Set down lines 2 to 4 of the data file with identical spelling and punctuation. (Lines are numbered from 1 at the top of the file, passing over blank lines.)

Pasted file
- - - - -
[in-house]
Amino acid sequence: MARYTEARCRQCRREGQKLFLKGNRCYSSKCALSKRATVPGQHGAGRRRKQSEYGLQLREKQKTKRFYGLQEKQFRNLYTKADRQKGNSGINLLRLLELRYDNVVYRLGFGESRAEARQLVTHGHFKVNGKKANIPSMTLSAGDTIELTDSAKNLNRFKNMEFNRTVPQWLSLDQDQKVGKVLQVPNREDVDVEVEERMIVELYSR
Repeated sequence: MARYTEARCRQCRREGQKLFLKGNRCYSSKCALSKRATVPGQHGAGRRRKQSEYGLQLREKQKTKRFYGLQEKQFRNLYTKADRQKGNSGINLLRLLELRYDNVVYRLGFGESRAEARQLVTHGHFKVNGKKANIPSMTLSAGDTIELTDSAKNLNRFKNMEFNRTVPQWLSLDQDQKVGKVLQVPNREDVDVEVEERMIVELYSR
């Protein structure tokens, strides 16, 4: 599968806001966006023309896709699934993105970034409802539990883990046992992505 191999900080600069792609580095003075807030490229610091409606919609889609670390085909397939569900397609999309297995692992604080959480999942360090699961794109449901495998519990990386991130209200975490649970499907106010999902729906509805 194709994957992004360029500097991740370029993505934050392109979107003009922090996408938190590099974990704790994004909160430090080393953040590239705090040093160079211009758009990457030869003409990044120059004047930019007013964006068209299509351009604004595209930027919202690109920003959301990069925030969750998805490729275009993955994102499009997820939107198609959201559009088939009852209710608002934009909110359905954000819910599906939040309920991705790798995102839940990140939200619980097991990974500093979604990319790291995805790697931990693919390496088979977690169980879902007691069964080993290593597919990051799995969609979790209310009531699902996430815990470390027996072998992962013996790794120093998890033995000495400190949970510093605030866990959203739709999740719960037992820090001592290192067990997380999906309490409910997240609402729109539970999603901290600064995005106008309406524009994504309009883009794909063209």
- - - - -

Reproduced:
Amino acid sequence: MARYTEARCRQCRREGQKLFLKGNRCYSSKCALSKRATVPGQHGAGRRRKQSEYGLQLREKQKTKRFYGLQEKQFRNLYTKADRQKGNSGINLLRLLELRYDNVVYRLGFGESRAEARQLVTHGHFKVNGKKANIPSMTLSAGDTIELTDSAKNLNRFKNMEFNRTVPQWLSLDQDQKVGKVLQVPNREDVDVEVEERMIVELYSR
Repeated sequence: MARYTEARCRQCRREGQKLFLKGNRCYSSKCALSKRATVPGQHGAGRRRKQSEYGLQLREKQKTKRFYGLQEKQFRNLYTKADRQKGNSGINLLRLLELRYDNVVYRLGFGESRAEARQLVTHGHFKVNGKKANIPSMTLSAGDTIELTDSAKNLNRFKNMEFNRTVPQWLSLDQDQKVGKVLQVPNREDVDVEVEERMIVELYSR
């Protein structure tokens, strides 16, 4: 599968806001966006023309896709699934993105970034409802539990883990046992992505 191999900080600069792609580095003075807030490229610091409606919609889609670390085909397939569900397609999309297995692992604080959480999942360090699961794109449901495998519990990386991130209200975490649970499907106010999902729906509805 194709994957992004360029500097991740370029993505934050392109979107003009922090996408938190590099974990704790994004909160430090080393953040590239705090040093160079211009758009990457030869003409990044120059004047930019007013964006068209299509351009604004595209930027919202690109920003959301990069925030969750998805490729275009993955994102499009997820939107198609959201559009088939009852209710608002934009909110359905954000819910599906939040309920991705790798995102839940990140939200619980097991990974500093979604990319790291995805790697931990693919390496088979977690169980879902007691069964080993290593597919990051799995969609979790209310009531699902996430815990470390027996072998992962013996790794120093998890033995000495400190949970510093605030866990959203739709999740719960037992820090001592290192067990997380999906309490409910997240609402729109539970999603901290600064995005106008309406524009994504309009883009794909063209």